When the Second World War broke out, Henley was a lieutenant of almost eight years' seniority. On the assumption that having passed the Long Gunnery Course at Excellent, the Gunnery school on Whale Island, he would qualify by seniority for the additional half-stripe of a lieutenant-commander before the end of the year, he was appointed to the Birmingham as her G (gunnery officer) in 1939.
Appointments were quickening as new ships joined the Fleet under the rearmament programmes; Birmingham was a new cruiser of the Town class, over 9,000 tons with 12 6in guns, completed in November 1937 and then sent to the fifth cruiser squadron based on the China station. Henley was to spend virtually the whole of the war in her and in the even newer battleship, King George V, built on the Tyne and completed in December 1940. She displaced 35,000 tons - the limit allowed by the Washington Naval Treaty - and could manage 30 knots. Her 10 14in guns were interestingly, and sometimes infuriatingly, housed in three turrets, two quadruple, one forward and one aft, with a twin turret superimposed forward. Four big guns in one turret was something new: her predecessors, Rodney and Nelson, had their nine 16in guns in prototype triple turrets, but a fourth cannon seemed to some critics to be putting too many eggs in one basket.
Henley was professionally disappointed at not having joined her until after her epic part in the sinking of the Bismarck in May 1941, but saw service in her in the Mediterranean and, after her refit for Eastern service, in Japanese waters as a Commander.
He was promoted early to Captain in 1951, promisingly young for those especially competitive days when ships were being paid off or put into the Reserve Fleet. It is significant that, having had only one major sea- going command in that rank, of the Daring-class ship Defender (1954-55), he nevertheless received a number of promising "promotion" appointments. He went to Washington as Naval Attache, in the rank of Commodore (1956- 57). He returned as Director of the RN Staff Course at Greenwich (1958), and then, a Commodore once more, went as Chief of Staff to the Commander- in-Chief, Mediterranean (1959-61). He was promoted out of that appointment when he was advanced to the Flag list as a Rear-Admiral in 1960.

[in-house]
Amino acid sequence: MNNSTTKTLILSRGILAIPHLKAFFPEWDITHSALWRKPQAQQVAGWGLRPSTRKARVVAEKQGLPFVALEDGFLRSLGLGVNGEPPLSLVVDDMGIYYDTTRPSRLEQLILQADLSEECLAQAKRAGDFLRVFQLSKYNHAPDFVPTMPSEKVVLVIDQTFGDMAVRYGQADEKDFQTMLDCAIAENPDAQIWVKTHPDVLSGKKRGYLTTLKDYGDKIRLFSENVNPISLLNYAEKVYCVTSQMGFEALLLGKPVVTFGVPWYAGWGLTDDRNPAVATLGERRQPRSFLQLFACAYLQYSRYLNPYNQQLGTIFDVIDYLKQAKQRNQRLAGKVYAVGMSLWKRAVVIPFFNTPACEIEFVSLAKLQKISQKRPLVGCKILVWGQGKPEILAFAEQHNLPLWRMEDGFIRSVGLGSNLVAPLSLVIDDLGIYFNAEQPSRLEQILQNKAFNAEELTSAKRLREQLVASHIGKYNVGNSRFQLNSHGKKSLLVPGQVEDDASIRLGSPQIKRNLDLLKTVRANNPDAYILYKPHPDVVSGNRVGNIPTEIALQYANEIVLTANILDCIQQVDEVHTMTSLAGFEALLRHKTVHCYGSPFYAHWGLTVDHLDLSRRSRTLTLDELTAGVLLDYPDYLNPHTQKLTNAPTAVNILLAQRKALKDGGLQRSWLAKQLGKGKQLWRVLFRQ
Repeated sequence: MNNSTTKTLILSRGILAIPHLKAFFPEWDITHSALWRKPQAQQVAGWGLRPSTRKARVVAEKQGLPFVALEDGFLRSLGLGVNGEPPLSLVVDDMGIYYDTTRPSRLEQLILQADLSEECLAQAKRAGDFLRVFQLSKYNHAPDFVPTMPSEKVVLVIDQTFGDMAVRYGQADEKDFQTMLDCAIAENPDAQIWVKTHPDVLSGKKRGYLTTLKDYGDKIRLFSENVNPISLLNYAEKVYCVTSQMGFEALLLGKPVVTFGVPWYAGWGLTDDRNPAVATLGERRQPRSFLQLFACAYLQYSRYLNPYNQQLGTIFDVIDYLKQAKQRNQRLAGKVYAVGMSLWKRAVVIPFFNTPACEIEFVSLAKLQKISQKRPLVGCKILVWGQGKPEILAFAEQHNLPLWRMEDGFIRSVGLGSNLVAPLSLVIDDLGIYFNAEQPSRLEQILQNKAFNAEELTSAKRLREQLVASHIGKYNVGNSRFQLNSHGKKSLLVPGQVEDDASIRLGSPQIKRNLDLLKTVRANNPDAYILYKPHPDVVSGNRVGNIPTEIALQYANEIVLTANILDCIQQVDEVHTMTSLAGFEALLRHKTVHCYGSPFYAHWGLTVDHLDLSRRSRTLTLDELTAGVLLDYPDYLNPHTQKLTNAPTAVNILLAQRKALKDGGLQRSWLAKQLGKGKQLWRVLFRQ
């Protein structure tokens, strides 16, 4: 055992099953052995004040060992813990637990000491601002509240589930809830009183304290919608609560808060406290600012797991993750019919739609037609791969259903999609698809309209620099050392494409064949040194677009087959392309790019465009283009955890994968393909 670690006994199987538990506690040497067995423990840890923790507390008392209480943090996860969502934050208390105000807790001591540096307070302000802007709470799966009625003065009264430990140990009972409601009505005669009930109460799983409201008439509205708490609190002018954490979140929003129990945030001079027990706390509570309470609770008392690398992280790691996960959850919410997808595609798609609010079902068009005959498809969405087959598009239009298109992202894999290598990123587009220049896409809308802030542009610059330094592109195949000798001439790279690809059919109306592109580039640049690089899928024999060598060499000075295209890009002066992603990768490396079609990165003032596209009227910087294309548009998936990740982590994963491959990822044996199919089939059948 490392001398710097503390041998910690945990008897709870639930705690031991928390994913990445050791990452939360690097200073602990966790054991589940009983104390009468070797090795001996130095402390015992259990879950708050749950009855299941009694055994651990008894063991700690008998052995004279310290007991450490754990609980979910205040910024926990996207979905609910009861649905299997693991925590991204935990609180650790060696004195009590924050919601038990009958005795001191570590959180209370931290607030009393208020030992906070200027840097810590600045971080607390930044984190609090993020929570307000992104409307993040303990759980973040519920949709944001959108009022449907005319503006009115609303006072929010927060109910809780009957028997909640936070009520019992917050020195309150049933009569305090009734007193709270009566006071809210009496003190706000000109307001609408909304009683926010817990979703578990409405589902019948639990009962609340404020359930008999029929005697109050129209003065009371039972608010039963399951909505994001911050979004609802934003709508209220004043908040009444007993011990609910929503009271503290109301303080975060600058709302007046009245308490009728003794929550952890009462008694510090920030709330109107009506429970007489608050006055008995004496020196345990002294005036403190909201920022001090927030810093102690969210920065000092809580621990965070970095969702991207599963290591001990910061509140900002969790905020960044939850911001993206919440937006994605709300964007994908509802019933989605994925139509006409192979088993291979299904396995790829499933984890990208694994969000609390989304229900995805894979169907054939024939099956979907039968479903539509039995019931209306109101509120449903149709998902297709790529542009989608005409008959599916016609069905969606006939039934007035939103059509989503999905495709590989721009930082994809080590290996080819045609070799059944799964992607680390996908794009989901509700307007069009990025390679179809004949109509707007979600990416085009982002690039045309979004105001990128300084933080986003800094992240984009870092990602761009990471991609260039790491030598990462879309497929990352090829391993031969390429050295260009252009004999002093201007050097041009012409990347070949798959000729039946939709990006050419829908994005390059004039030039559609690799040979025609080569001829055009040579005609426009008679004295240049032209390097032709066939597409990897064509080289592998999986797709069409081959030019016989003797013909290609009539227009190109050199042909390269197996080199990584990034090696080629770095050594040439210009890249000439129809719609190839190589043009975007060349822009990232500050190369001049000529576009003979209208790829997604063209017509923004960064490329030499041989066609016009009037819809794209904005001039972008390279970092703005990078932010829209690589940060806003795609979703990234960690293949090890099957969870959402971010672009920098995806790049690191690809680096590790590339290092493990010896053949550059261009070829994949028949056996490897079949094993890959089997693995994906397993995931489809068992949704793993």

Henley's career then diverted into a splendid but inevitably terminal career. He became Flag Officer Royal Yachts and an Extra Naval Equerry to Her Majesty, Lord High Admiral of the United Kingdom, a title revived when the old Board of Admiralty went out of commission on the creation of the Ministry of Defence. Alas, there was only one Royal Yacht, although that was the beloved Britannia, in which he flew his flag for three years (1962-65) until he retired from the Service, since 1962 a KCVO, in 1965. In 1966 Henley married for a second time, Patricia Sharp MBE, and they settled eventually in Australia.
Henley's father, Vice-Admiral J.C.W. Henley, had had his career bitched by the so-called mutiny at Invergordon in 1931. While it must have been ominous to his son, a newly promoted lieutenant at the time, the pair were an example of Milton's "of virtuous father, virtuous son".
Joseph Charles Cameron Henley, naval officer: born 24 April 1909; Director, Royal Naval Staff College 1958; Chief of Staff, Mediterranean Station 1959-61; CB 1962; Flag Officer, Royal Yachts and Extra Naval Equerry to the Queen 1962-65; KCVO 1963; married 1934 Daphne Wykeham (one son, three daughters; marriage dissolved 1965), 1966 Patricia Sharp (nee Eastman, died 1997); died Sydney, New South Wales 16 June 1999.Reuse content